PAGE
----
Features

So that leads us to the features. What are those? What do they represent? And who writes them?
A feature is a behavior in the system that some person (or role) benefits from (see Introducing BDD by Dan North). Often they written in the form of user stories since that practice and form capture the three elements in a very concise format:
As a [X]
I want [Y]
so that [Z]
Who writes the stories then? It’s easy to think that this a business / requirement thing. But as a great answer to my question, great authoritative resources and even links off old post of mine shows that misses the point of BDD. You want to write the features and their scenarios together as I wrote above. A bit like this maybe:


(Short side note – I actually was on to that track in an earlier post also, which I hope lessen the stupidity of my question and reasoning a bit Winking smile).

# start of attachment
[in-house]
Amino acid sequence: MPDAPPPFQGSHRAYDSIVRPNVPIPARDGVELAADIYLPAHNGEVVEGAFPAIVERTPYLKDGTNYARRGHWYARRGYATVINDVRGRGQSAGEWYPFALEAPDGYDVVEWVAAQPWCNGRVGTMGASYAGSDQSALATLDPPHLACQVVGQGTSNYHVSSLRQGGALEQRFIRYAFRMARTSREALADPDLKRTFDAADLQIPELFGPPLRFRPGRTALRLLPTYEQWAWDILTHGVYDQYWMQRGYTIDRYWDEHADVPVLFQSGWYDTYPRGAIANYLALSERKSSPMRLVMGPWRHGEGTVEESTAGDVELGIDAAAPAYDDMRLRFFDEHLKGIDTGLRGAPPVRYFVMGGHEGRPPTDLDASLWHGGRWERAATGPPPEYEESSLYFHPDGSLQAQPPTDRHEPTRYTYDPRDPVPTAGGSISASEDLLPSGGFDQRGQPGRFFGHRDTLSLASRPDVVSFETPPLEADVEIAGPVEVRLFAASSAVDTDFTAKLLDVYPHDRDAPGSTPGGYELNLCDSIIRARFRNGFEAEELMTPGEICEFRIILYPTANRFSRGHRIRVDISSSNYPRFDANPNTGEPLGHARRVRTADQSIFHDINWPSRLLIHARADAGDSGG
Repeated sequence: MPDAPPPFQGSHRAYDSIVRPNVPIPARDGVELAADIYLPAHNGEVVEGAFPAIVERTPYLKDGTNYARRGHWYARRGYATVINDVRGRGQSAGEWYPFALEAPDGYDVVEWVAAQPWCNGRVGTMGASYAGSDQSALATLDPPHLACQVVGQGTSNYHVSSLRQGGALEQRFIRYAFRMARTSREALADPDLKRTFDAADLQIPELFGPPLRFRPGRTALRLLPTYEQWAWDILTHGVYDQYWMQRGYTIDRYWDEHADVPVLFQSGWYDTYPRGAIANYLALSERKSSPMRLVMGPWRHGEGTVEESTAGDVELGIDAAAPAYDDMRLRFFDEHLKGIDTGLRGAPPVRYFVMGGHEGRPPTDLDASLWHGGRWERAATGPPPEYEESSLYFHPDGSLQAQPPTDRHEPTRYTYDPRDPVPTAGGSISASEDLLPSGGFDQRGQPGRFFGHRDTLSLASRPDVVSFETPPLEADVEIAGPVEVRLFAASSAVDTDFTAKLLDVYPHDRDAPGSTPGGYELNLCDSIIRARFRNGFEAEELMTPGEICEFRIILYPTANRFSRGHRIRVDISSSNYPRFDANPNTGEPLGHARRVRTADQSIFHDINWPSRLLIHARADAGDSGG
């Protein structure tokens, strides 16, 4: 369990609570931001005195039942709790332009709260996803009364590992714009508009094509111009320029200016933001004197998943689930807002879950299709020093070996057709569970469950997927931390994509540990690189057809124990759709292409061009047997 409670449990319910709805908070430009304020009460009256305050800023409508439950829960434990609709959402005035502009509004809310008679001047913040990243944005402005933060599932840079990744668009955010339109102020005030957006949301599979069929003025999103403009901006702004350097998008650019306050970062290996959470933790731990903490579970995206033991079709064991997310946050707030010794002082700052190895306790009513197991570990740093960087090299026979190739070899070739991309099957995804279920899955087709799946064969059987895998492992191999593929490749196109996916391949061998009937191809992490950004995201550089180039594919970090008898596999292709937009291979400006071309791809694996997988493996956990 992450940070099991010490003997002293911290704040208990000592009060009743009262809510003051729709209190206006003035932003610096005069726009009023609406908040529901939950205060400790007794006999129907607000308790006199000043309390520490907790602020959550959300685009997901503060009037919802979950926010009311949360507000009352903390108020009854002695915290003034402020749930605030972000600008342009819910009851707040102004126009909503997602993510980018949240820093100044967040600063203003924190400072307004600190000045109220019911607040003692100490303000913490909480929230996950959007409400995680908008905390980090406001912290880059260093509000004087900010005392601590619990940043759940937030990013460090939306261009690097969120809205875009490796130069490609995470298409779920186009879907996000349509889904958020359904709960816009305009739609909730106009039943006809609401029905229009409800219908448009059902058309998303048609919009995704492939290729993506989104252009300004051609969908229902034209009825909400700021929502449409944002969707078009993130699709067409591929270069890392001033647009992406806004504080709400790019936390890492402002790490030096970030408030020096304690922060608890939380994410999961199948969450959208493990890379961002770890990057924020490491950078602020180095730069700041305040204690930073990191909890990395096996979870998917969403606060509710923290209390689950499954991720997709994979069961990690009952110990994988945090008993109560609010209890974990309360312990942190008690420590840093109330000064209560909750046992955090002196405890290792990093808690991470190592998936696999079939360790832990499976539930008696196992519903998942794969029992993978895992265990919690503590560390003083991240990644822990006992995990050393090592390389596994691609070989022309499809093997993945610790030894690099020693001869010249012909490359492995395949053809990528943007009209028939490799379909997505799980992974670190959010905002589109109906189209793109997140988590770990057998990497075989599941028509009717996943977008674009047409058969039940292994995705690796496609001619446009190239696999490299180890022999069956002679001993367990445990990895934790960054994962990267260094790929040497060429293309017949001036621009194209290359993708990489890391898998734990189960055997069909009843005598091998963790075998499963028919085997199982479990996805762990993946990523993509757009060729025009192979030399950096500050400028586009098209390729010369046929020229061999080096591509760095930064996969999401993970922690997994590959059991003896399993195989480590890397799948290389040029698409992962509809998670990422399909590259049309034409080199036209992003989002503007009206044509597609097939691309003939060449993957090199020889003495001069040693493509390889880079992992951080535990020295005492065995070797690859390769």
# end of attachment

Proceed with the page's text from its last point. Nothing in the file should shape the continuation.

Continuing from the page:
In the picture above we see that the roles needed to grasp the story meet, bringing all the documentation of the work they have done up to now and record their common understanding of the problem in a feature with scenarios. They write the feature together. 
In the answer to my question on the BDD list another view was also suggested:
“Cucumber features are an executable map of the current
functionality of the system”
“The output of running cucumber features is something you can keep. You can
say at this time that system was like this.”
I like this idea a lot! (Thanks Andrew Premdas). In a way this means that the content of the .feature files are like source code that can be run to see how well the system fulfills the current requirements.